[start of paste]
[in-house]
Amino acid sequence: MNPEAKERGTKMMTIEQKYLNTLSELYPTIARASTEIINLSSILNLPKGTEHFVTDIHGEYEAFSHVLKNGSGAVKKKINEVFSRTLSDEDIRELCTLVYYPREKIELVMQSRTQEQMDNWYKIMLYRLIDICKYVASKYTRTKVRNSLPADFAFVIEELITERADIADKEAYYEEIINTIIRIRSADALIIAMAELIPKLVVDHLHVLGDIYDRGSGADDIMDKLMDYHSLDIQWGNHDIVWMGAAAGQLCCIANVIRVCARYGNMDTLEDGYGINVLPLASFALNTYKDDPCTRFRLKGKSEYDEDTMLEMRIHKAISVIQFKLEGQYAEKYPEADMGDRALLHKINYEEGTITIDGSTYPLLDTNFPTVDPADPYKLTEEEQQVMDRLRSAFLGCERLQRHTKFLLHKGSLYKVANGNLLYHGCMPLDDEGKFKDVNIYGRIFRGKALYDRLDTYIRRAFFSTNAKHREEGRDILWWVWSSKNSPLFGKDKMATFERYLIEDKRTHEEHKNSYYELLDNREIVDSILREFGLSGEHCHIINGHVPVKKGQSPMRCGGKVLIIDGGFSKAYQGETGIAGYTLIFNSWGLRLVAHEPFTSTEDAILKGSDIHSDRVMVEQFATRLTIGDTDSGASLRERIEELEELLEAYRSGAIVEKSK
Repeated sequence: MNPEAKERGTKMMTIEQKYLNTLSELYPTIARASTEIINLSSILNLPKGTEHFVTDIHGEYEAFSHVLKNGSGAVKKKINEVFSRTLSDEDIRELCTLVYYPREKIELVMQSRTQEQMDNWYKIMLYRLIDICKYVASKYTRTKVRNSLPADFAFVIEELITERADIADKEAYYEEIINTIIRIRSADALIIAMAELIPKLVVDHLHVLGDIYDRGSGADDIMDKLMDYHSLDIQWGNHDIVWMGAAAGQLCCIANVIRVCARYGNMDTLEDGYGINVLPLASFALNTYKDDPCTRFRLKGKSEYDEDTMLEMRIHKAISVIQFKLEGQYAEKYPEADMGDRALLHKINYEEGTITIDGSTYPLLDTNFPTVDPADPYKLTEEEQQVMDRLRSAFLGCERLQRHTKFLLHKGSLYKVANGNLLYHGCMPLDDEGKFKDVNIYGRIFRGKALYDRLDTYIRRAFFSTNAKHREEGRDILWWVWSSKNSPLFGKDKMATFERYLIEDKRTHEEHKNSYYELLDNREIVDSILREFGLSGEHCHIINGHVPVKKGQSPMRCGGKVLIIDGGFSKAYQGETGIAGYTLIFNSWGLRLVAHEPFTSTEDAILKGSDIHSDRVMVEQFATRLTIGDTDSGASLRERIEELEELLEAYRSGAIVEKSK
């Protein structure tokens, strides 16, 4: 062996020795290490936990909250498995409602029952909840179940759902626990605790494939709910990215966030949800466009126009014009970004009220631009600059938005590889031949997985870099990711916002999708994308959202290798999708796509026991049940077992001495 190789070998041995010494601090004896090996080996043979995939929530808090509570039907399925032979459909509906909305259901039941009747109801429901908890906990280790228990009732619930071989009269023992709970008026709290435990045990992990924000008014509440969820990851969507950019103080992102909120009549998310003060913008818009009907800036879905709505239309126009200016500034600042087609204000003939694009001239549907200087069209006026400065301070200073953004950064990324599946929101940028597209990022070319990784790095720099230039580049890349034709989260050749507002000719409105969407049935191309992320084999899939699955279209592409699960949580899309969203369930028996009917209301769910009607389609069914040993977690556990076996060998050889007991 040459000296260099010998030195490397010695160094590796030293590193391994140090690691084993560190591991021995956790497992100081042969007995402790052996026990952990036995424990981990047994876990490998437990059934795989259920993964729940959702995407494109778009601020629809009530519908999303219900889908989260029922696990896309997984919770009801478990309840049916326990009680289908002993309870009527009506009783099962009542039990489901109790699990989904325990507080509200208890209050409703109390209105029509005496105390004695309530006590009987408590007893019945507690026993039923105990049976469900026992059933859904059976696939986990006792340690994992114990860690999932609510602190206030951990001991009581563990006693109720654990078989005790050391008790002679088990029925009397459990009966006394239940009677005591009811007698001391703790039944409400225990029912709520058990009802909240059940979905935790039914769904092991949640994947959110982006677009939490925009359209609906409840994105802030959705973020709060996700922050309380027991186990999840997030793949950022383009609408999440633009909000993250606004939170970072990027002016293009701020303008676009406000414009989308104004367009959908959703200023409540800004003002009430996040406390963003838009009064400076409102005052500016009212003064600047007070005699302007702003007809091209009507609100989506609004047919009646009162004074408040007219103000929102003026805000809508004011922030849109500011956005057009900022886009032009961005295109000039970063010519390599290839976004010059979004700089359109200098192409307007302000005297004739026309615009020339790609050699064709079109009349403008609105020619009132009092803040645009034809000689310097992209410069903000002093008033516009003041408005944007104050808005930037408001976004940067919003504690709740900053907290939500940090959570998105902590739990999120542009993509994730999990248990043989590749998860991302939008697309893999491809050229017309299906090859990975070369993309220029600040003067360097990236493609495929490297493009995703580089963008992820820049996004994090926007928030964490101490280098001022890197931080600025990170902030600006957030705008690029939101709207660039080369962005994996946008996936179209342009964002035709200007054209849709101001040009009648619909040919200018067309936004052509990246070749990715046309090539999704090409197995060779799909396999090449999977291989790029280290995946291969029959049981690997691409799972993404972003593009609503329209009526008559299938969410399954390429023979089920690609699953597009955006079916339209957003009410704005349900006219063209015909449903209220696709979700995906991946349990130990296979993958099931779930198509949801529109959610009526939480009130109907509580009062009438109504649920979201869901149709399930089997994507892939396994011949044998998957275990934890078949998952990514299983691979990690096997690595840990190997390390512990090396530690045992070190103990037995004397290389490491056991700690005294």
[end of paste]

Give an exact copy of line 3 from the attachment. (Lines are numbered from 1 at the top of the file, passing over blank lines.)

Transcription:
Repeated sequence: MNPEAKERGTKMMTIEQKYLNTLSELYPTIARASTEIINLSSILNLPKGTEHFVTDIHGEYEAFSHVLKNGSGAVKKKINEVFSRTLSDEDIRELCTLVYYPREKIELVMQSRTQEQMDNWYKIMLYRLIDICKYVASKYTRTKVRNSLPADFAFVIEELITERADIADKEAYYEEIINTIIRIRSADALIIAMAELIPKLVVDHLHVLGDIYDRGSGADDIMDKLMDYHSLDIQWGNHDIVWMGAAAGQLCCIANVIRVCARYGNMDTLEDGYGINVLPLASFALNTYKDDPCTRFRLKGKSEYDEDTMLEMRIHKAISVIQFKLEGQYAEKYPEADMGDRALLHKINYEEGTITIDGSTYPLLDTNFPTVDPADPYKLTEEEQQVMDRLRSAFLGCERLQRHTKFLLHKGSLYKVANGNLLYHGCMPLDDEGKFKDVNIYGRIFRGKALYDRLDTYIRRAFFSTNAKHREEGRDILWWVWSSKNSPLFGKDKMATFERYLIEDKRTHEEHKNSYYELLDNREIVDSILREFGLSGEHCHIINGHVPVKKGQSPMRCGGKVLIIDGGFSKAYQGETGIAGYTLIFNSWGLRLVAHEPFTSTEDAILKGSDIHSDRVMVEQFATRLTIGDTDSGASLRERIEELEELLEAYRSGAIVEKSK